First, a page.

Juvenile Incarceration Not Paying off, Study Says

The nation's prosecutors should follow New York's example by sending more juvenile offenders to rehabilitation programs close to home instead of locking them up, a new report indicates.

Bart Lubow, who led the study for the Annie E. Casey Foundation and directs the foundation's Juvenile Justice Strategy Group, said New York is sending more young offenders who haven't committed serious crimes to family-based intervention programs.

Putting young offenders in correctional facilities, he said, isn't paying off.

"It results in extraordinarily high recidivism rates, exposes youth to abuse and violence and does little, if anything, to enhance public safety," Lubow said.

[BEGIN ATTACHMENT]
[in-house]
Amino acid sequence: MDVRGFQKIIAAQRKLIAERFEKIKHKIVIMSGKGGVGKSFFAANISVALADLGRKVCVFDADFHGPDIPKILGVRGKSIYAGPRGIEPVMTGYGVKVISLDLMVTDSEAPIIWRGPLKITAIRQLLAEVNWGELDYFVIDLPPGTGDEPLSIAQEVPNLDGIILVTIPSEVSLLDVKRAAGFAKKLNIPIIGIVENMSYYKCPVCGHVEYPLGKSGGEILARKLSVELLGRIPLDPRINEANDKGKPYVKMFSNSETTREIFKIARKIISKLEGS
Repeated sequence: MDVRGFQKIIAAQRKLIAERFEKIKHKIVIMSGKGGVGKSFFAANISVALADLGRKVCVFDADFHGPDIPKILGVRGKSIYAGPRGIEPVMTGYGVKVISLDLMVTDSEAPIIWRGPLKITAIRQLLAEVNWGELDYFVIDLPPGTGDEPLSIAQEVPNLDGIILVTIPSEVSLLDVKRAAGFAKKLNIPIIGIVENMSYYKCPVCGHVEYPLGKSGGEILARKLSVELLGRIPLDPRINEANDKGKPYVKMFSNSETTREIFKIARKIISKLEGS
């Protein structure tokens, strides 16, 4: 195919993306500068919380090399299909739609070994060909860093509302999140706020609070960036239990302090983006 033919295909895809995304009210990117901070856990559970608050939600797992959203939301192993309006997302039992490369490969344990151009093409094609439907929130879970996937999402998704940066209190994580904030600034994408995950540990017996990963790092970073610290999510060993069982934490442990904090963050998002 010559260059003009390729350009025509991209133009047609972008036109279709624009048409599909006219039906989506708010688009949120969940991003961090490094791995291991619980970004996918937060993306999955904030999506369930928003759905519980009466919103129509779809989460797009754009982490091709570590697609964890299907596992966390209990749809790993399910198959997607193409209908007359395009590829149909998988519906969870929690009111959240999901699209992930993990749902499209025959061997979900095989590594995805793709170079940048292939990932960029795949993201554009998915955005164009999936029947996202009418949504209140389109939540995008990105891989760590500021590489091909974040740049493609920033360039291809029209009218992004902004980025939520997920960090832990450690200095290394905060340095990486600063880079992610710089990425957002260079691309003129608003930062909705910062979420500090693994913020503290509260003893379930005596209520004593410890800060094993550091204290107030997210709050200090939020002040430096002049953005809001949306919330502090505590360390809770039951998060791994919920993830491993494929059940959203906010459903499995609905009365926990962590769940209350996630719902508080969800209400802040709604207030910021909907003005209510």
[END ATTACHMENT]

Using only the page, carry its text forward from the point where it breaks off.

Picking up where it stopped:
Over the past decade, New York City has reduced the number of kids it sends to upstate facilities by more than 60 percent, according to New York City's Probation Commissioner Vincent Schiraldi.

At the same time, he says, the number of serious felony arrests for city juveniles has declined by more than 25 percent.

"What some of these new programs have shown is that you can actually have it both ways," he says. "You can put kids in good community-based programs and achieve public safety, and that, of course, is the most important thing for the Bloomberg administration."

The mayor's goal is to get all but the most violent young offenders from New York City out of those upstate facilities and manage their cases locally.